Michael Samuels

Contributor
Michael Samuels

Basil has been one of the big draws all summer at Dimond Hill Farm in Concord. 

“We give a sprig away for every customer who buys something,” says Yianna Coliandris, who works at the farmstand.

“Everyone was enjoying that, and it was absolutely thriving. It was beautiful, beautiful basil, and it tasted and smelled absolutely wonderful.”

But now customers will have to find basil elsewhere.

“This was the basil,” says Jane Presby, surveying a tenth of an acre of empty soil.

Michael Samuels

 

The blueberries are ripe and ready to pick at Apple Hill Farm in Concord.

Brian Smestad, courtesy of Blue Tree LLC

A Mexican lime shortage had some NH bar owners worried. 

Margaritas, mojitos, gin and tonics... when you think of summer drinks, there's probably a lime in the picture. But up until a few weeks ago, this summer looked pretty grim – at least lime-wise.

“We were paying $50 a case to begin with,” says Jim Derosiers, “and then they jumped up to $150 a case and $175 a case.”

Desrosiers is the bar manager at Poco's Bow Street Cantina in Portsmouth. Every week, Poco's goes through about 15 cases of 250 limes each.

Michael Samuels

 

A Bedford coffee roaster offers a different kind of buzz.

Michael Samuels

 

A big part of farming and conservation is finding creative solutions on a budget.

Michael Samuels

 

Winter has finally left New Hampshire, and locavores can get their hands on a spring favorite.

Michael Samuels

 

Fiber-bearing animals, and the next generation of shepherds, are the focus of the 38th annual event.

Michael Samuels

 

An on-campus eatery makes sustainability a learning experience.

Michael Samuels

 

Marelli's Market in Hampton celebrates its centenary with a new book and a museum exhibit.

Michael Samuels

 

Raising venison is one of the fastest-growing agricultural industries in the country, but that growth has yet to reach NH.

courtesy of Next Step Bionics & Prosthetics

 

For amputees who use prosthetic limbs, winter weather can pose a range of challenges.

Michael Samuels

 

Some predict we're on the verge of a 'coffee revolution' here in NH, and a small Bedford-based roaster is leading the charge.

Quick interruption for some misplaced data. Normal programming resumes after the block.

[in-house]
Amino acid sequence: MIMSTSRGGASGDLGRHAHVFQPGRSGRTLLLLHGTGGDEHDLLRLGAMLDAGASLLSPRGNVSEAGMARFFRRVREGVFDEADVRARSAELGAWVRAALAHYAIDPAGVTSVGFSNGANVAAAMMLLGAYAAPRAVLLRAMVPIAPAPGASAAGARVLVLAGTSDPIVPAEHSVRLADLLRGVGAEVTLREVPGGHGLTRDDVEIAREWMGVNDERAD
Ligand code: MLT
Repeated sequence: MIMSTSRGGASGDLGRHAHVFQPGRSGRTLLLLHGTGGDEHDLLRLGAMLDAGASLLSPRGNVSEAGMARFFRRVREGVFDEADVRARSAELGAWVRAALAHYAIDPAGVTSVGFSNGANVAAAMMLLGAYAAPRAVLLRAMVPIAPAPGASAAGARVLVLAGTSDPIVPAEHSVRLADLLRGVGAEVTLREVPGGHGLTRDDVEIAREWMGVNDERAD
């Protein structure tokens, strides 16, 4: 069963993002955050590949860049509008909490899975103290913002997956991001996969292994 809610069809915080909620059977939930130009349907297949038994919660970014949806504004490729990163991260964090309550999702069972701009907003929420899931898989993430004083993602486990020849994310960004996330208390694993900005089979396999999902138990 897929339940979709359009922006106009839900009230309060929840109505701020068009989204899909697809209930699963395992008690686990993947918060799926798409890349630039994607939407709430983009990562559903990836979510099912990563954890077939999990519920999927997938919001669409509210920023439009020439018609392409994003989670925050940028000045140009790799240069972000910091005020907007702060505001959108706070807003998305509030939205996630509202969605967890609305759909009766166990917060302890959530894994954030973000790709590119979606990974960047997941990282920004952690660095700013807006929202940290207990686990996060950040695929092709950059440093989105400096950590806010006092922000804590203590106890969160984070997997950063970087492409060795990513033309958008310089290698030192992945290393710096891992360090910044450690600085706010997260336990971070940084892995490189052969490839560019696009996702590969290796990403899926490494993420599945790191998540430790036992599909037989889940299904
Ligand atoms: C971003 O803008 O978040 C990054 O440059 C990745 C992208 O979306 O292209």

Michael Samuels

  Winter is almost here, and for those who heat their homes with wood, that means firing up the stove.

New Hampshire is a small state with a small job market, leading some 80,000 Granite Staters to commute to work south of the border.

Michael Samuels

The Day of the Dead is celebrated from October 31st through November 2nd, from Latin America – and especially Mexico – to New Hampshire.

Josh Wiersma

 

The spiny dogfish is a conservation success story, going from worryingly low levels to incredible abundance. The new challenge is getting people to eat them.


The NH Department of Agriculture was founded 100 years ago today.
Michael Samuels

The New Hampshire Department of Agriculture is celebrating its 100th anniversary.

 

One of the largest rowing events in the world --The Head of the Charles Regatta – takes place in Boston this weekend. Public high schoolers from Concord and Bedford will be among the rowers.

She Shimmers via Flickr Creative Commons

Fall in New Hampshire means fairs, foliage – and getting out to one of the state's 300-odd apple orchards to pick your own. Elaine Starkey is out at Butternut Farm in Farmington, with her sons and grandkids, to do just that.

"They usually have donuts, but we got here a little late."

'Pick Your Own Apples' now means not just picking the fruit, but also hay rides, corn mazes, petting animals, And enjoying other seasonal products, like cider, pies, and yes, donuts. 

Michael Samuels

In the fields, at farmer's markets, in food pantries and schools, gleaners are proving there's plenty of local fruits and vegetables to go around.

Michael Samuels

Now is the time for fresh, local corn, and farm stands are doing a brisk business as summer comes to an end.

Michael Samuels

Eight years ago, Josh Henry's wife got him a home brewing kit, and he and his friend Dave Boynton made a batch of Imperial Brown Ale.

They labeled the batch “7th Settlement,” in honor of the Dover-Portsmouth area's status as the seventh permanent European settlement in America.

For plenty of home brewers the story would end there.

But Boynton happens to be the director of Seacoast Local, an organization that promotes local food and local business, and Henry is a construction contractor who's really into beer, and pretty sick of construction.

Courtesy of Alex Dowst

At farmer's markets, co-ops, and small local farms, heirloom tomatoes are becoming more common. They're older tomato breeds – some very old – that haven't been hybridized or genetically modified, and with seeds that can actually be planted to grow new tomatoes. A pair of young New Hampshire farmers wants to raise awareness that heirloom doesn't just mean tomatoes, and they've started what they say is the state's only all-heritage farm, River Round Heirloom, to prove it.